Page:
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This instructable was created in fulfillment of the project requirement of the Makecourse at the University of South Florida (www.makecourse.com)

Have you ever had the need to organize your meds for the month but want a way to restrict access to them so only you can get to them? Well this medication dispenser is for you! Made using a Arduino, RFID card reader, Hitachi 16x2 LCD screen and a stepper motor for the control system and a few 3d printed and laser cut parts, 28 days of medication can be stored within it and access can be restricted to only those with the RFID card in hand. In this instructable, I will show how the control system is wired and programmed, as well as how the 3d printed and laser cut parts are created using Autodesk Inventor.

Step 1: 3D Printed Parts

The first step is to create the parts which will dispense the medication. The first part I made was the dispense wheel, since it was at the heart of the design. The idea was to be able to fit about 5 average sized capsules into each each slot and have 28 slots so that 4 weeks worth of meds could be leaded into the dispenser. This led to the wheel being 138 mm across and 28 mm tall, with each slot being 35 mm long. The solid inner part of the wheel is necessary so that pills do not become wedged between the slots. A small slot for the stepper drive shaft also needs to be placed in the back of the wheel so that it can be driven. The stepper i used had a slotted shaft that was 3 mm by 5 mm, but you should measure accordingly as to make a sure fit.

Next I made the base shroud for the wheel which holds the medication in the wheel and also has the slot for the medication to fall through when turned to the correct position. Since the shroud needs to fit the wheel tightly but also free movement, I went for a 1 mm clearance on each side, resulting in a inside diameter of 140 mm. The shorud also needs to be a little taller than the wheel so that the lid will fit down over it, so the side walls are 30 mm tall. Since the slots are 13 mm across as the ends, the slot at the front of the shroud needs to be 13 mm. A cutout on the bottom of the shroud is necessary because the wheel mounts directly on the stepper motor which is on a motor mount connected directly to the base box. This center cutout hole was 70 mm in diameter. A rectangular protrusion is made on the back so that a hinge for the lid may be attached to the shroud. For this is simply went to Ace hardware and got the second smallest hinges they had, which were 3/4'' wide made of brass. The rectangular protrusion only needs to be big enough to accomdate the hinge. Finally, holes were made on the sides of the square base in order to attach the base shroud stands. These can be omitted if you wish to drill them later.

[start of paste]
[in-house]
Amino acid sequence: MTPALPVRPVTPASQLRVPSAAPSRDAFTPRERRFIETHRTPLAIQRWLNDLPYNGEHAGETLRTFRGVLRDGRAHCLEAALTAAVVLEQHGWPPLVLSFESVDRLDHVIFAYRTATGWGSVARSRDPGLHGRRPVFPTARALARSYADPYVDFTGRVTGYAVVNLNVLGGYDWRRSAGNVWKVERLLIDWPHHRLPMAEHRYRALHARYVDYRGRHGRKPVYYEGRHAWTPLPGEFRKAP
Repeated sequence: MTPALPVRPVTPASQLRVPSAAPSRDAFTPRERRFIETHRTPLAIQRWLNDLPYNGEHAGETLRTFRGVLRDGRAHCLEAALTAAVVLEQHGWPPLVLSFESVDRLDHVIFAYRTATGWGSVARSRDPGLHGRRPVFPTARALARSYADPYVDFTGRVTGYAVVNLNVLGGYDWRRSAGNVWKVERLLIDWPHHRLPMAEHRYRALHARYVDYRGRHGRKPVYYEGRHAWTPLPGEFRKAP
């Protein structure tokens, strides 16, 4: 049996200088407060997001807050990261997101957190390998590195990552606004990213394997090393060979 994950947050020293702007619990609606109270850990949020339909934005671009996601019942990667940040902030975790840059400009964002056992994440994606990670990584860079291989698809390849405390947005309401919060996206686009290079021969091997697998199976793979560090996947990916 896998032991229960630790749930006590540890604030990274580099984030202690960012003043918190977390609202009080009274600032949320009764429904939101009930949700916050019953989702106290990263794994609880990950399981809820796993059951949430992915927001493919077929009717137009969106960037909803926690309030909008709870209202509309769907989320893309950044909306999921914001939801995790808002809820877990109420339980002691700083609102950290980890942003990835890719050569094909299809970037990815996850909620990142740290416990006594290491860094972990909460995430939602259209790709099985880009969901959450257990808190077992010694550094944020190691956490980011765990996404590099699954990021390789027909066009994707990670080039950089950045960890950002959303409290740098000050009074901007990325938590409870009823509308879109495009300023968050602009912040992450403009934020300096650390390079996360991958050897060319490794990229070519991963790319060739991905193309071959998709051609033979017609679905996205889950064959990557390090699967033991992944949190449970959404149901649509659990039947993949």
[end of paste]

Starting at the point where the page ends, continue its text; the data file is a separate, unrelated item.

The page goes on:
The next parts were the mounts for the stepper motor and base shroud. The stepper mount was 79mm tall and 45 mm wide at the base with 29 mm between the two side mounts, and a 45 degree angle sloping down from the top. Holes are made in order to match up with the mounting holes for the stepper motor and to attach the mount to the base box. The shroud mounts were slightly taller, totaling 83 mm tall and 35mm across with the same 45 degree angle. Holes were made to match up with holes in the shroud and the base box.

The lid was made using a laser cutter and 1/8'' plywood. The design was also made in inventor, making the wheel 140 mm in diameter to match with the shroud and adding a rectangular outset at the top so that the hinge can be mounted.

The final part is the base box, which holds the arduino, LCD screen, RFID reader, power switch, battery, and allows everything to be mounted to it. For the Make course, we were all given a box and I simply modified this in order to hold everything, however, if a new box can be 3D printed it is ideal as the parts will fit perfectly.

Step 2: Assembling the Dispenser

To assemble the dispenser, first the stepper mount needs to be mounted in the center of the base box lid. The stepper motor can then be attached to the mount. Holes will need to be drilled so that the mount can be attached and the stepper motor wires can feed through the lid. Next, the shroud mounts need to be attached to the shroud and placed on the lid, but not yet attached. The dispense wheel can now be fitted onto the stepper drive shaft. Making sure there is even space between the wheel ad the walls of the shroud and the wheel is free to move within it, mark the mounting holes for the shroud mounts on the base box lid. This ensured a perfect fit between the moving and stationary parts. After the holes have been marked, the holes in the lid may be drilled to mount the shroud. The dispense wheel may now be placed onto the drive shaft again and secured with glue if there is play between the shaft and wheel. The final step if to attach the hinge and lid to the shroud, which simply screw together.